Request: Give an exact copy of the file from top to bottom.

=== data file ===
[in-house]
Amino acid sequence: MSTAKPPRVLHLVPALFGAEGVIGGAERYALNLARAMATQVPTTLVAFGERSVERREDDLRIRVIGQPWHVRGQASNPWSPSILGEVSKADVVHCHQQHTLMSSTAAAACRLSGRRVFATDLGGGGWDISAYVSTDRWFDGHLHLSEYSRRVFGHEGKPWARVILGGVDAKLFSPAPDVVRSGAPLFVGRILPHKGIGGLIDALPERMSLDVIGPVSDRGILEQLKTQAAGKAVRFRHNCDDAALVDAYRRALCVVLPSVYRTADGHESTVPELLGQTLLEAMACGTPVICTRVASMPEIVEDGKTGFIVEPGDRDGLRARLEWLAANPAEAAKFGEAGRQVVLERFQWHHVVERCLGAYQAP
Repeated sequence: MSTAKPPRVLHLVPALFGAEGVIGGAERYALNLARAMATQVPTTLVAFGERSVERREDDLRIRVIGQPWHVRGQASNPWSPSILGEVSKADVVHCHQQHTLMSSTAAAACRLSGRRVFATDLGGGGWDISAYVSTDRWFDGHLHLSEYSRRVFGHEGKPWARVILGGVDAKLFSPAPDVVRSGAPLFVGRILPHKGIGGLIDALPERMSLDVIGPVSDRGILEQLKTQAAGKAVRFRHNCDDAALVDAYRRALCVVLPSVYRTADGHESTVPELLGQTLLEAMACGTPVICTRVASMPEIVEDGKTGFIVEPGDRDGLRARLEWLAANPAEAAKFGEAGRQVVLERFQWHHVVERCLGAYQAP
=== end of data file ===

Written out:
[in-house]
Amino acid sequence: MSTAKPPRVLHLVPALFGAEGVIGGAERYALNLARAMATQVPTTLVAFGERSVERREDDLRIRVIGQPWHVRGQASNPWSPSILGEVSKADVVHCHQQHTLMSSTAAAACRLSGRRVFATDLGGGGWDISAYVSTDRWFDGHLHLSEYSRRVFGHEGKPWARVILGGVDAKLFSPAPDVVRSGAPLFVGRILPHKGIGGLIDALPERMSLDVIGPVSDRGILEQLKTQAAGKAVRFRHNCDDAALVDAYRRALCVVLPSVYRTADGHESTVPELLGQTLLEAMACGTPVICTRVASMPEIVEDGKTGFIVEPGDRDGLRARLEWLAANPAEAAKFGEAGRQVVLERFQWHHVVERCLGAYQAP
Repeated sequence: MSTAKPPRVLHLVPALFGAEGVIGGAERYALNLARAMATQVPTTLVAFGERSVERREDDLRIRVIGQPWHVRGQASNPWSPSILGEVSKADVVHCHQQHTLMSSTAAAACRLSGRRVFATDLGGGGWDISAYVSTDRWFDGHLHLSEYSRRVFGHEGKPWARVILGGVDAKLFSPAPDVVRSGAPLFVGRILPHKGIGGLIDALPERMSLDVIGPVSDRGILEQLKTQAAGKAVRFRHNCDDAALVDAYRRALCVVLPSVYRTADGHESTVPELLGQTLLEAMACGTPVICTRVASMPEIVEDGKTGFIVEPGDRDGLRARLEWLAANPAEAAKFGEAGRQVVLERFQWHHVVERCLGAYQAP